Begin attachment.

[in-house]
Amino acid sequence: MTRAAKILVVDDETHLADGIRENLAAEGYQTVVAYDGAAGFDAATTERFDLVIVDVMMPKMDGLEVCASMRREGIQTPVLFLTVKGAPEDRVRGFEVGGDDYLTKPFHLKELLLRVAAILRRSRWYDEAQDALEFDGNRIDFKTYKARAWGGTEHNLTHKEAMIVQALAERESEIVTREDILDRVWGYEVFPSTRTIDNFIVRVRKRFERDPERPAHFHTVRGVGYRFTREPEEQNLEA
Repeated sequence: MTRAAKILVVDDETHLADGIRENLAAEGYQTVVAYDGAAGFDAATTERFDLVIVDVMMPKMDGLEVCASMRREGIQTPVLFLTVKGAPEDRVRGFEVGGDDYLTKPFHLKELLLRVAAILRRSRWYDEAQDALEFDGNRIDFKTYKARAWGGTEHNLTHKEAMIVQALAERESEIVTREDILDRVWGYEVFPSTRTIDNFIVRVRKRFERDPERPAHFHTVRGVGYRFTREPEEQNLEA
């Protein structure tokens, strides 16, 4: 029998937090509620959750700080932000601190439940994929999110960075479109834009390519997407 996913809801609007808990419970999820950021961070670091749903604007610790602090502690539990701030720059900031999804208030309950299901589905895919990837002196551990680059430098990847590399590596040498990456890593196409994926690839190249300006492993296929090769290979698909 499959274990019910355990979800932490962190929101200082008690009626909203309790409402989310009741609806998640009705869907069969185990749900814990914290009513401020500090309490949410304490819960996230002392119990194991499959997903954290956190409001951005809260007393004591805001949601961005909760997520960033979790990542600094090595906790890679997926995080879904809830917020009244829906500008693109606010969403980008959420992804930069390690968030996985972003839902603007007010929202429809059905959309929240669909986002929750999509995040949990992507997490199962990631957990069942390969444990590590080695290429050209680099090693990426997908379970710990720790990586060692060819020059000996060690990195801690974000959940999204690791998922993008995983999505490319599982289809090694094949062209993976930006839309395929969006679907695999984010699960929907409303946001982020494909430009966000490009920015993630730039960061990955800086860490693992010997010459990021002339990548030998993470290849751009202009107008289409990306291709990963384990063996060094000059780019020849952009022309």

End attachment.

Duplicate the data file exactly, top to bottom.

[in-house]
Amino acid sequence: MTRAAKILVVDDETHLADGIRENLAAEGYQTVVAYDGAAGFDAATTERFDLVIVDVMMPKMDGLEVCASMRREGIQTPVLFLTVKGAPEDRVRGFEVGGDDYLTKPFHLKELLLRVAAILRRSRWYDEAQDALEFDGNRIDFKTYKARAWGGTEHNLTHKEAMIVQALAERESEIVTREDILDRVWGYEVFPSTRTIDNFIVRVRKRFERDPERPAHFHTVRGVGYRFTREPEEQNLEA
Repeated sequence: MTRAAKILVVDDETHLADGIRENLAAEGYQTVVAYDGAAGFDAATTERFDLVIVDVMMPKMDGLEVCASMRREGIQTPVLFLTVKGAPEDRVRGFEVGGDDYLTKPFHLKELLLRVAAILRRSRWYDEAQDALEFDGNRIDFKTYKARAWGGTEHNLTHKEAMIVQALAERESEIVTREDILDRVWGYEVFPSTRTIDNFIVRVRKRFERDPERPAHFHTVRGVGYRFTREPEEQNLEA
């Protein structure tokens, strides 16, 4: 029998937090509620959750700080932000601190439940994929999110960075479109834009390519997407 996913809801609007808990419970999820950021961070670091749903604007610790602090502690539990701030720059900031999804208030309950299901589905895919990837002196551990680059430098990847590399590596040498990456890593196409994926690839190249300006492993296929090769290979698909 499959274990019910355990979800932490962190929101200082008690009626909203309790409402989310009741609806998640009705869907069969185990749900814990914290009513401020500090309490949410304490819960996230002392119990194991499959997903954290956190409001951005809260007393004591805001949601961005909760997520960033979790990542600094090595906790890679997926995080879904809830917020009244829906500008693109606010969403980008959420992804930069390690968030996985972003839902603007007010929202429809059905959309929240669909986002929750999509995040949990992507997490199962990631957990069942390969444990590590080695290429050209680099090693990426997908379970710990720790990586060692060819020059000996060690990195801690974000959940999204690791998922993008995983999505490319599982289809090694094949062209993976930006839309395929969006679907695999984010699960929907409303946001982020494909430009966000490009920015993630730039960061990955800086860490693992010997010459990021002339990548030998993470290849751009202009107008289409990306291709990963384990063996060094000059780019020849952009022309």